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February 20, 2002

Photoshop Galleries

Wouldn't you know it, Photoshop 6.0 does web galleries, too. In case you're not familiar with them, they're the pages I've been linking to various places here on my weblog. For an example, click on the banner photo (limited time offer!). I did that one using Cameraid, which is an excellent all-around photo utility, but not quite the calibre of Photoshop. I also checked out a tool called TalaPhoto, which does nothing but web galleries, but only with frames.

So tonight before all my energy ran out, I ran off a sample web gallery using some of the last scans from my first run of Olympus Stylus Epic photos. As you'll notice, some are experimental in the extreme. I took a photo of Kelly at the concert and blew it up to just her face. Then I did a 'redundant' scan on the film scanner and tried blowing that one up. Result: mucho grain.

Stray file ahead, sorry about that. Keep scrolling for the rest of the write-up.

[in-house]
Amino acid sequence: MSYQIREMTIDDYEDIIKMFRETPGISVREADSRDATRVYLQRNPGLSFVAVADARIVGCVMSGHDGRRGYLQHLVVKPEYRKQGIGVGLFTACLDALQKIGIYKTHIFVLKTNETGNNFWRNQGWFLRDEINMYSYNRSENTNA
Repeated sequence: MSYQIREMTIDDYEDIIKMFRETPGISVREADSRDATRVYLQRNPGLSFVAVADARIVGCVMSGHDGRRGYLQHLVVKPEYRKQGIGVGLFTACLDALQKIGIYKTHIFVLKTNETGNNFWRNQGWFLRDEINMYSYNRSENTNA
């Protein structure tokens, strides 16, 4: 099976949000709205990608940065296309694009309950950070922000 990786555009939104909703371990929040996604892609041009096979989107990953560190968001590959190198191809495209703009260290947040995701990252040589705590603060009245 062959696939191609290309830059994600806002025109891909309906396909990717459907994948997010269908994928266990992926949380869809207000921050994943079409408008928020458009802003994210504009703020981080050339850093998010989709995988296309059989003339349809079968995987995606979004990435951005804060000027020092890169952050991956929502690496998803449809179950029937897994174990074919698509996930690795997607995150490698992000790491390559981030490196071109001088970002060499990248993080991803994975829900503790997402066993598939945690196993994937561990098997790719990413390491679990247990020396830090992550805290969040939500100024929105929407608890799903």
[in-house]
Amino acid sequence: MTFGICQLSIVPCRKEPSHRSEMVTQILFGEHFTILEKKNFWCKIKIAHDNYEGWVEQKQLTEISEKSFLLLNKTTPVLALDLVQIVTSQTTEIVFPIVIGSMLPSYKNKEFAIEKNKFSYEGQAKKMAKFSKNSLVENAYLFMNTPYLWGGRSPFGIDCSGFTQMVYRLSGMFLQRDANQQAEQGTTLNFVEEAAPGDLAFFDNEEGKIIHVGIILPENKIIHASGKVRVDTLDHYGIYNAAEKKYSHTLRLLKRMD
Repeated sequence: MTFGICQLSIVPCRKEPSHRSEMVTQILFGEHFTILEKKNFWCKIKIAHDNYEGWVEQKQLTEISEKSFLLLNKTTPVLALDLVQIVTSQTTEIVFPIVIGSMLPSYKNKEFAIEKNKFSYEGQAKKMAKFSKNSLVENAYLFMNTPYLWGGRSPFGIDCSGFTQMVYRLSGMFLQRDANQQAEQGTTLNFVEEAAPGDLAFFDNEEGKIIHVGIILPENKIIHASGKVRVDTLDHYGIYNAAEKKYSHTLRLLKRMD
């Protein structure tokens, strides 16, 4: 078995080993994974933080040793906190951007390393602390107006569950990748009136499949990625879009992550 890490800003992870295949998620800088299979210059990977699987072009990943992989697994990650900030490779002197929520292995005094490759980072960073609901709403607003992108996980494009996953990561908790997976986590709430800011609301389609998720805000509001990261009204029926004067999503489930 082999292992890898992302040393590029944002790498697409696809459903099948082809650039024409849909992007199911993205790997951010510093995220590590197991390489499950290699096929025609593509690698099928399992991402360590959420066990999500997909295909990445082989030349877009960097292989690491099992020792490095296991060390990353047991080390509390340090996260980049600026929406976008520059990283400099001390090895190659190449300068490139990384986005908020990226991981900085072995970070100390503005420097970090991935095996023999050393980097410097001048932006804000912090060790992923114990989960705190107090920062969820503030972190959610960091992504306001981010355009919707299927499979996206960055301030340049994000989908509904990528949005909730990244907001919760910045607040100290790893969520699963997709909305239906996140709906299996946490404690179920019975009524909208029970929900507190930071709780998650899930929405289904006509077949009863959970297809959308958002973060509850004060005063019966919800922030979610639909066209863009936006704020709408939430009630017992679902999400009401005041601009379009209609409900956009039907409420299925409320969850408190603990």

So the lesson here is that without a telephoto or zoom lens, I can't expect to get pictures at a school concert that I can use without crawling into the laps of the kids. Since that won't work, I'll continue to use the Nikon Coolpix 950, which has a 3X zoom and is digital to boot, giving quick turnaround!

My (film) photographic site of choice, Photo.net, run by Philip Greenspun, recommends using cameras only with 'prime' (fixed focus) lenses. As Phil says:

Photographic lenses in general are not very good. They only appear to be good because people very seldom enlarge or closely inspect images. Lenses are subject to many kinds of distortion, all of which are more difficult to engineer around in a zoom lens. Furthermore, zoom lenses tend to be slower (admit less light) than prime lenses. This forces the photographer into using flash and/or a tripod.

So I bought the Olympus Stylus Epic, recommended on Photo.net as a very good P&S camera. However, it is really equipped with a mildly wide-angle lens, rather than a telephoto. So as you can see by the samples, even a cheap zoom on a 2 megapixel digital camera can give better results than a (wide angle) prime on a film camera, under less than ideal conditions (which life usually hands you).

Posted by dpwakefield at February 20, 2002 09:55 PM